Serco and Home Office urged to halt lock change notices until law is clarified

Fiona McPhail

A coalition of charities has urged Serco to bring an end to its lock-change evictions of asylum seekers, days before the private housing provider is expected to enter the first premises in Glasgow, until the legality of the action is clarified in law.

The group ‘Stop Lock Change Evictions Scotland’ warned that asylum seekers’ human rights are threatened by the proposed evictions, with “devastating” consequences of eviction including immediate homelessness.

Serco’s initial plans to evict more than 300 asylum seekers in Glasgow brought pressure from campaigners and charities, including a number of city-based housing associations. It was then forced to temporarily pause the action ahead of a court challenge.

The private housing provider then announced it was to resume the lock change policy last month.

Last week the Legal Services Agency successfully obtained interim orders from Glasgow Sheriff Court in five cases to temporarily stop the eviction of five asylum seekers. 

Further interim interdicts preventing a lock change on behalf of some individuals were granted yesterday at Glasgow Sheriff Court. It is believed that there will be further court actions taken in the following weeks by LSA, Shelter Scotland, Latta & Co and Govan Law Centre, to try and prevent further evictions. The lawyers involved in the collaboration have increased their offer of assistance to ensure that anyone who is at risk of a lock change is able to seek urgent legal advice.

Members of the group are calling for wholesale change to the way in which the Home Office treats people whom they refuse asylum.

Fiona McPhail, principal solicitor at Shelter Scotland, said: “Scotland has a proud tradition of protecting the rights of tenants and occupiers. It’s widely accepted by our courts that eviction is the most severe form of interference with the right to respect for the home and that where public authorities intend to evict someone they must do so lawfully.

“For these reasons, we recognise the importance of involving the courts, sheriff officers and other safeguards which reduce the risk of people being unnecessarily thrown out onto the streets.  We are convinced that lock-change evictions due to be carried out by Serco are illegal and should not be going ahead.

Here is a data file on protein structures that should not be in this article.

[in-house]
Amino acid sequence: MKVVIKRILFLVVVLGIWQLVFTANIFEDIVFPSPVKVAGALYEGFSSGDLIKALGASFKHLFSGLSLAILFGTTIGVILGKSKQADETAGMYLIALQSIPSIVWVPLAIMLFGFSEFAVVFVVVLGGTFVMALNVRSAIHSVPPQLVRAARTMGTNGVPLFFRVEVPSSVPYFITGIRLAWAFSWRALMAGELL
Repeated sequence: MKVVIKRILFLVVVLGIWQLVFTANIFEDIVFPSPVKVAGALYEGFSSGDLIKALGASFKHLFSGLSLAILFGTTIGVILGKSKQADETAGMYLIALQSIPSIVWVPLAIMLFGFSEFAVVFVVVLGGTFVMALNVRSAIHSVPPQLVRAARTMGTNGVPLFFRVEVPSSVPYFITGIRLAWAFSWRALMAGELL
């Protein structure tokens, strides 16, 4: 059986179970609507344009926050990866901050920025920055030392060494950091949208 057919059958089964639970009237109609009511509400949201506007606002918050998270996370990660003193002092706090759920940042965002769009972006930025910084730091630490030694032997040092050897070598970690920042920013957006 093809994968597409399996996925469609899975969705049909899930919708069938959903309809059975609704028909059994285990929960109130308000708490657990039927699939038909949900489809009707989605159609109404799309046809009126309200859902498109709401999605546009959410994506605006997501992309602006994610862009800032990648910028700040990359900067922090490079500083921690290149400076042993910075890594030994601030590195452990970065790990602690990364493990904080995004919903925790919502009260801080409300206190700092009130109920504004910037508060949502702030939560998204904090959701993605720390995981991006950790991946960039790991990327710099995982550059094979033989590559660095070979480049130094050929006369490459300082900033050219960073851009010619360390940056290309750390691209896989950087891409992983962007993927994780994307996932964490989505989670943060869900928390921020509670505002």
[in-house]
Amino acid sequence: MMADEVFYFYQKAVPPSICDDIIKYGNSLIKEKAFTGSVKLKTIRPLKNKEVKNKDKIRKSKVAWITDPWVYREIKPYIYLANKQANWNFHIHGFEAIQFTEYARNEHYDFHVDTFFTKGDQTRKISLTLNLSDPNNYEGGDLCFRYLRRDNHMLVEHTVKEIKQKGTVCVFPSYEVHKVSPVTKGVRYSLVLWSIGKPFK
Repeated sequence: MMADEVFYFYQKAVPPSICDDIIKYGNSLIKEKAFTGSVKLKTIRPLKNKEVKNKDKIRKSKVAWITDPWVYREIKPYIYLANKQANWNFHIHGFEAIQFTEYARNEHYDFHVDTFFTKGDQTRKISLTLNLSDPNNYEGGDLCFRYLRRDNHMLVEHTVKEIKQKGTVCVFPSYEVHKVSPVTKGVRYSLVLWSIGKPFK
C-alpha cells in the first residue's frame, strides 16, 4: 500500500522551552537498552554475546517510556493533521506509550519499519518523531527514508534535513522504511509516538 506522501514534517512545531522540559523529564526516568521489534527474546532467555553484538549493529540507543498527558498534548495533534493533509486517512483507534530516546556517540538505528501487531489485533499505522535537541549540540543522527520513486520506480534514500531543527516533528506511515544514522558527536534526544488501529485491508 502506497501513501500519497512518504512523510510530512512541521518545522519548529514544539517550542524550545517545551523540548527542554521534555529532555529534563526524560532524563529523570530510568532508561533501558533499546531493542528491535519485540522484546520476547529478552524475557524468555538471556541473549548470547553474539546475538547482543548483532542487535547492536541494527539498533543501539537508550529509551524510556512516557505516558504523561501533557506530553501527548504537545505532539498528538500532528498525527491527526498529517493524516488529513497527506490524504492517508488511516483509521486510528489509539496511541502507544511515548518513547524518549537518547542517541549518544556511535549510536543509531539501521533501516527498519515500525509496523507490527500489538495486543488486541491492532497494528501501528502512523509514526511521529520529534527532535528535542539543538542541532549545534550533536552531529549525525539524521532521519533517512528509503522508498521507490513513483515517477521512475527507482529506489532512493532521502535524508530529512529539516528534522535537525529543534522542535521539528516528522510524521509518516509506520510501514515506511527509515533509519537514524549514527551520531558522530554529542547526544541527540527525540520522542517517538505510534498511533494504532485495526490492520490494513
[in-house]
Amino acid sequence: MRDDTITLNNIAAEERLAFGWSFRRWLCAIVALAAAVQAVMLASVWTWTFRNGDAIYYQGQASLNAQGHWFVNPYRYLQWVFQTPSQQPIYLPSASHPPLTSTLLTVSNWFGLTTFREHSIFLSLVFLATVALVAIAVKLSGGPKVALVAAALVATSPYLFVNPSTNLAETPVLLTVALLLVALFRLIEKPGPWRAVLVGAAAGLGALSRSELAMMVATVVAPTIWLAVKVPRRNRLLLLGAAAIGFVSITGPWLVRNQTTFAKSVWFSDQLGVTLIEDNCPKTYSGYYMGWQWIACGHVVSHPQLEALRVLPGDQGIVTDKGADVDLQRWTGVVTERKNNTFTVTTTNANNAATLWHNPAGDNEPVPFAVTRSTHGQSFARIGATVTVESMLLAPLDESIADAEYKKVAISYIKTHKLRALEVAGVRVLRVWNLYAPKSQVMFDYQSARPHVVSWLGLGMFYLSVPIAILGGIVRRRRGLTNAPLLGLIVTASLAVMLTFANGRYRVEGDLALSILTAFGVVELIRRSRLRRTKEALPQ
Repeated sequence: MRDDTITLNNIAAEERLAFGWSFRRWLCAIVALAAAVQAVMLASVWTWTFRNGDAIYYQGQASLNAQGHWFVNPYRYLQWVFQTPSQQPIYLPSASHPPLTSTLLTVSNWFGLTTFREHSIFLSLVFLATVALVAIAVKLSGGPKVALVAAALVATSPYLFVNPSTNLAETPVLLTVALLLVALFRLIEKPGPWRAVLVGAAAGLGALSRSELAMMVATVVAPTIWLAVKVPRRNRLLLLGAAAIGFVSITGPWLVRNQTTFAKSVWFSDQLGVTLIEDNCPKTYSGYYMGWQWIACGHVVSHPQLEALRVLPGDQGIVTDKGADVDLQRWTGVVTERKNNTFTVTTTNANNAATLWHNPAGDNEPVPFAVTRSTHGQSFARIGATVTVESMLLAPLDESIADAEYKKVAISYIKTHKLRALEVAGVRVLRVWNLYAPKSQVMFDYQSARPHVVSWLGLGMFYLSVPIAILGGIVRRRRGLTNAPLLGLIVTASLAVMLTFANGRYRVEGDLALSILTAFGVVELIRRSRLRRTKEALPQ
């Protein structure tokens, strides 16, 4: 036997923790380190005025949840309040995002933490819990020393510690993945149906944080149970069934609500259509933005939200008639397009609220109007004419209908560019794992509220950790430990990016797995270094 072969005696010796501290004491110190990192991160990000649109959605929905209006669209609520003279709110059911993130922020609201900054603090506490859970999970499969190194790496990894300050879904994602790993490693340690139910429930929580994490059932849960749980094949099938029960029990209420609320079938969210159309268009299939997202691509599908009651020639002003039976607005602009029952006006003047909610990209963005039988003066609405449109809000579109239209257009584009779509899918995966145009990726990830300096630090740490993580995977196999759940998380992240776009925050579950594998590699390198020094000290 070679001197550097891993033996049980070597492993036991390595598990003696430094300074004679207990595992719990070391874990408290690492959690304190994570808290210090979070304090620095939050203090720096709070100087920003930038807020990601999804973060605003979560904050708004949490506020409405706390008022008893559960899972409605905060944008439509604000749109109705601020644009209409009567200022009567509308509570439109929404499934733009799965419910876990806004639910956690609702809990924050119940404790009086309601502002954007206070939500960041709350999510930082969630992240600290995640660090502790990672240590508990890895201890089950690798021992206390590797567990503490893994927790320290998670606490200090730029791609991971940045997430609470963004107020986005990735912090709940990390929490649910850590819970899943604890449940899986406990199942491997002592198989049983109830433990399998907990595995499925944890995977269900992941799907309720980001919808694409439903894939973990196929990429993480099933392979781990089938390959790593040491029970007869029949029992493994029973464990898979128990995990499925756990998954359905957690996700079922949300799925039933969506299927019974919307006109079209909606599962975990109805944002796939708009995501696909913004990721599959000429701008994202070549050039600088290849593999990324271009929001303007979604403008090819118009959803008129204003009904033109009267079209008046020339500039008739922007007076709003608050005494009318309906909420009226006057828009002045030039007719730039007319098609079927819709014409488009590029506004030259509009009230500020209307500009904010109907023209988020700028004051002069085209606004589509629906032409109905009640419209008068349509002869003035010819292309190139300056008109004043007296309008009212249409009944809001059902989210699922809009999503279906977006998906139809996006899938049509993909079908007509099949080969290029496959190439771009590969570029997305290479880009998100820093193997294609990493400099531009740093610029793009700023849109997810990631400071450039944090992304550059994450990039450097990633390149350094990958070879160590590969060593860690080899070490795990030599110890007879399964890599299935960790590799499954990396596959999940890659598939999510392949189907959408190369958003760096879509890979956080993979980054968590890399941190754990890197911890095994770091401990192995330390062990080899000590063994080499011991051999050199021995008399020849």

“We will continue to fight for the housing rights of all people, including asylum seekers. We call upon Serco to halt lock change evictions until the law is clarified in ongoing litigation.”

Mike Daily, principal solicitor at Govan Law Centre, which is pursuing an appeal in the Court of Session, said: “[Yesterday] we secured an expedited timetable for the Inner House of the Court of Session to examine the legality of lock change evictions in Glasgow - an opportunity which neither Serco or the Home Office oppose - it would be sensible for Serco to put lock change evictions on hold pending a legally binding and authoritative ruling in Scotland. The failure to do so will necessitate hundreds of interdict actions by law centres and housing charities in Scotland.”

Jalal Chaudry, associate at Latta & Co. Solicitors, said: “We have sought clarification of the law by way of judicial review against the ‘lock-change policy’. We consider that Serco, Compass, and the Home Office have failed to discharge the ‘Public Sector Equality Duty’, which requires public authorities to have due regard, among other things, to the need to advance equality of opportunity between persons who share a ‘relevant protected characteristic’ such as disability, and persons who do not share such a characteristic.

“Serco have resisted the judicial review and delayed the law being properly tested in this area. Serco’s move to delay the challenge is on the basis of seeking to avoid expense pending a decision in the Inner House in the related, yet distinct, case of Ali v Serco. The law is yet to be fully clarified, yet Serco are proceeding to serve ‘lock-change notices’ on people with disabilities. Serco’s approach is inconsistent, and causing a huge burden on the public purse, given individuals are being forced to raise individual interdict actions.”

Alastair Houston, head of housing and court department at Legal Services Agency, said: “Whilst the interim interdicts granted at Glasgow Sheriff Court last week prevented five vulnerable refugees from a lock change eviction, the protection only extends to these individuals.

“Anyone else who receives a notice faces the threat of such an eviction unless they commence proceedings of their own. Serco could consider giving a wider undertaking not to carry out lock change evictions, which extends to all those in respect of whom they intend to serve notices, whilst the law is clarified.”

Tags: Serco

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